The St. Louis Cardinals all-time best starting lineup based on WAR

Compiling the Cardinals' all-time best starting lineup based on WAR created some surprising lineup choices
Albert Pujols sits at 88.8 WAR for his career as a Cardinal, but where does that rank him all-time?
Albert Pujols sits at 88.8 WAR for his career as a Cardinal, but where does that rank him all-time? / Stacy Revere/GettyImages
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Catcher: Ted Simmons, 45 WAR

I know, I know, a surprise right out of the gate. Many pundits, experts, players, and managers alike have raved about how Yadier Molina had so many intangibles that made his value hard to quantify, but in this list Ted Simmons had a higher WAR.

A member of the 2020 National Baseball Hall of Fame, Ted Simmons played for the St. Louis Cardinals from 1968-1980. During this time he played over 1,400 games behind the plate for the Cardinals while being named to six all-star teams, winning one Silver Slugger, and finishing as high as sixth in M.V.P. voting one year (1975). He was a rare treat: A true offensive first catcher hitting both for power and average. Oh, and a switch hitter too.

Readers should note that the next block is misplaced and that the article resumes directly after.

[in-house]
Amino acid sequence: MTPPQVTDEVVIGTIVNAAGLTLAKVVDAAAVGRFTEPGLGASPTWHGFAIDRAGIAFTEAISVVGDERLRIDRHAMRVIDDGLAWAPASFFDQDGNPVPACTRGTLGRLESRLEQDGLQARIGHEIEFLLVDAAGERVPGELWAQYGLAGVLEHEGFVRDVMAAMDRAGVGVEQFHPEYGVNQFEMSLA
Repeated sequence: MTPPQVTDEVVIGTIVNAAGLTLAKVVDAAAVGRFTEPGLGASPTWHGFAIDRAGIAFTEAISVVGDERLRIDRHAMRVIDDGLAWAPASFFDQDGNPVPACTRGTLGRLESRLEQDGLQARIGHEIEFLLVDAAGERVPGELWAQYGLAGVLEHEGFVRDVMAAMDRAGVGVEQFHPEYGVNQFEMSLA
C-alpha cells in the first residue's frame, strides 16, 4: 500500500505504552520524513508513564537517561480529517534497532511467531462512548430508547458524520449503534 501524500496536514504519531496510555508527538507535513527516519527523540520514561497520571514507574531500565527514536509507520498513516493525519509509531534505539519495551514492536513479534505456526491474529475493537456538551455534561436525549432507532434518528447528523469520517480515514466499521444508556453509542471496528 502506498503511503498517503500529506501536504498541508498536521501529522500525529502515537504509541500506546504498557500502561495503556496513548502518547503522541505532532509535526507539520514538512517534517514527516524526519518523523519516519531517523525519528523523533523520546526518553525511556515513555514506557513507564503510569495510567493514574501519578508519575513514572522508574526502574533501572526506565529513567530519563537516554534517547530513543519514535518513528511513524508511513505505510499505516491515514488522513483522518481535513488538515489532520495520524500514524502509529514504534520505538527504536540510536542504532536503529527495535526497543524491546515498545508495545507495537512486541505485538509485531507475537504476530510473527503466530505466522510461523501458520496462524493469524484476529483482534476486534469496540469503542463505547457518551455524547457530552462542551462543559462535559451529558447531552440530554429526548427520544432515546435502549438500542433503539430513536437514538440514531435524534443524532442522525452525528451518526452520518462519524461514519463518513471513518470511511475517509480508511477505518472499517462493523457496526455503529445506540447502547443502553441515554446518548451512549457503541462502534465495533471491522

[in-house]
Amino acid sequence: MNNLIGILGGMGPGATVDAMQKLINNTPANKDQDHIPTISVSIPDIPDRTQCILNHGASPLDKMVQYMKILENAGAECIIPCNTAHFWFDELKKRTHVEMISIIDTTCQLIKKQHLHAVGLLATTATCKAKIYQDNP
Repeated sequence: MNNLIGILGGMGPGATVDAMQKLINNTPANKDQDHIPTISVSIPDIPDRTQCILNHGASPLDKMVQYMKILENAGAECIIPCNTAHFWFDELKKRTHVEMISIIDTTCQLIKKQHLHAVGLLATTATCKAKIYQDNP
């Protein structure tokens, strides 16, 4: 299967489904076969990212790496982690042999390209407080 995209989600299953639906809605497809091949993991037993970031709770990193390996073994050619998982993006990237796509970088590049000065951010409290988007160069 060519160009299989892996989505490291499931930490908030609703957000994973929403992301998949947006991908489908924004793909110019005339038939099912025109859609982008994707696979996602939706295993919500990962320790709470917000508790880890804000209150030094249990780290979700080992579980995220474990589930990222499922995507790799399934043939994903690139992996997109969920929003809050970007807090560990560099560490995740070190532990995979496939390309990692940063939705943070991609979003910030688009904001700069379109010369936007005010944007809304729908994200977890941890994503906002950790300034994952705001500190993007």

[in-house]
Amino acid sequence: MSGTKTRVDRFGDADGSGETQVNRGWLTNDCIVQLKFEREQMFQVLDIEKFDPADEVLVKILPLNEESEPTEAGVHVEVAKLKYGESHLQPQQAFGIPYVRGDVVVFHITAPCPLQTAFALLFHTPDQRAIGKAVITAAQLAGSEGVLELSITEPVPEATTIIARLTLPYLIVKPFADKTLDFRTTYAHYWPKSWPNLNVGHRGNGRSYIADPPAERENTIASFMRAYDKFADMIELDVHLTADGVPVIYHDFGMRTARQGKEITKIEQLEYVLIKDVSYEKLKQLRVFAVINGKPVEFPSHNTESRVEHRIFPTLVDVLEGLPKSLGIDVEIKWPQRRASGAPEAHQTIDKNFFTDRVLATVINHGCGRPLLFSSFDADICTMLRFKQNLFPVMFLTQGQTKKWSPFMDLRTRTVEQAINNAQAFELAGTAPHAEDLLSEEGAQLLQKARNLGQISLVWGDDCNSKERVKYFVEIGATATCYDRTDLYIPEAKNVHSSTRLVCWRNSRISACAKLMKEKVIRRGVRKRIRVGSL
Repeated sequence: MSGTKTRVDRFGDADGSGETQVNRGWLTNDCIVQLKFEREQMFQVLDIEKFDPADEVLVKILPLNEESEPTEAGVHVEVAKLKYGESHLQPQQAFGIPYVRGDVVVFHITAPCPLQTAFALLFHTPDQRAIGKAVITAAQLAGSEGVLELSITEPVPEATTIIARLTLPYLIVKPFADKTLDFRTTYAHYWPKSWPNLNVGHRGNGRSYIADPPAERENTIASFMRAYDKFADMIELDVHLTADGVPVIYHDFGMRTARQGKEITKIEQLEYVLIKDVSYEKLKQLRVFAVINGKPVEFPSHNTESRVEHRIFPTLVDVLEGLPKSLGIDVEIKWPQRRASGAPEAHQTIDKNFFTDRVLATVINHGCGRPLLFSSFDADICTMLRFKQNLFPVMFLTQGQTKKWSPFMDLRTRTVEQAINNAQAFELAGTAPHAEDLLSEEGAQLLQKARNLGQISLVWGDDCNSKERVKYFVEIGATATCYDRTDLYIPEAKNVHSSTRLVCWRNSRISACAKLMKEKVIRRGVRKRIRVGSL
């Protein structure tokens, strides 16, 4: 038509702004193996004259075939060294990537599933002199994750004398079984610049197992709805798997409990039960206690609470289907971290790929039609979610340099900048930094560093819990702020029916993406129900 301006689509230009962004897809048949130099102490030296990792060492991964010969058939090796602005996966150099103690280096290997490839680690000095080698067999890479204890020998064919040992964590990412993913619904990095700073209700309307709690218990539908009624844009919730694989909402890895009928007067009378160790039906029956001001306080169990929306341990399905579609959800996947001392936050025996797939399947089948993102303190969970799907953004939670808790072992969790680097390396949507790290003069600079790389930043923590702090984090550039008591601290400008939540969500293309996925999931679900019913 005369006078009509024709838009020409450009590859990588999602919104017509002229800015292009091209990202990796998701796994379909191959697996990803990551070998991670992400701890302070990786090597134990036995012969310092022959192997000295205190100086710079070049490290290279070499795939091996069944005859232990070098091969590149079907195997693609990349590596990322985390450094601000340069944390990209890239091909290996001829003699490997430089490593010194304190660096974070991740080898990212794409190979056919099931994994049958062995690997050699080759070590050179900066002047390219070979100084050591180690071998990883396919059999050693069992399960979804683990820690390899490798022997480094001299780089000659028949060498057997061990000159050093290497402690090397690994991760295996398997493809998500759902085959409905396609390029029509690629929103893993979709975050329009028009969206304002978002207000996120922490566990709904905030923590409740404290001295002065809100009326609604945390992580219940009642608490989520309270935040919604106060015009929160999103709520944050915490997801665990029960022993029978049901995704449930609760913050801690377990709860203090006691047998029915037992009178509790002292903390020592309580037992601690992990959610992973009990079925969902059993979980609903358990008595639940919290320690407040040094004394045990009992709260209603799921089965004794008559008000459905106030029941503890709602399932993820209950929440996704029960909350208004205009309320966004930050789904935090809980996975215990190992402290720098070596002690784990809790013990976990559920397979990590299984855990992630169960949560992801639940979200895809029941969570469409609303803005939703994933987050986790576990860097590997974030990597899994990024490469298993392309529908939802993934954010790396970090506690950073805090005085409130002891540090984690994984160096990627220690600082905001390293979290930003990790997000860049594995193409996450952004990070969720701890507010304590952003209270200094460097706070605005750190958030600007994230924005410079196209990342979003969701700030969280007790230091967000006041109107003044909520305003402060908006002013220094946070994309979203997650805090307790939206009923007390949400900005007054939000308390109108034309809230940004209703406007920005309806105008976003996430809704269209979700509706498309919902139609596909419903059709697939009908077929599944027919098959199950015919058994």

Acquiring the nickname "Simba" because of his long hair resembling a lion's mane, Simba had the ferocity of a lion as well. He averaged .298 as a Cardinal in his career while wacking over 20 home runs in a season five different times for a total of 172 in a Cardinals uniform (2nd All-time for Catchers in Cardinals history). He was also an RBI machine with six seasons with 90 or more runs batted in, for a total of 929 in his Cardinals career (2nd all-time for catchers in Cardinals history). He did most of this damage while batting fourth in the lineup as a catcher. Something you don't regularly see, especially back then.

Although Simba was a force to be reckoned with for the Cardinals through the 1970s, this was also an abnormal period in Cardinals' history where St. Louis only made the playoffs once during Simmons' time with them. That was his rookie year in 1968 when the Cardinals lost to the Detroit Tigers in the World Series 4 games to 3 and Ted had not even been included on the postseason roster. Simmons was traded after the 1980 season to the Milwaukee Brewers along with Rollie Fingers in a six-person trade where he played for five seasons, before retiring with Atlanta in 1988. Ted Simmons never did get that elusive World Series ring.

Next: A starting first baseman who shouldn't be too much of a surprise.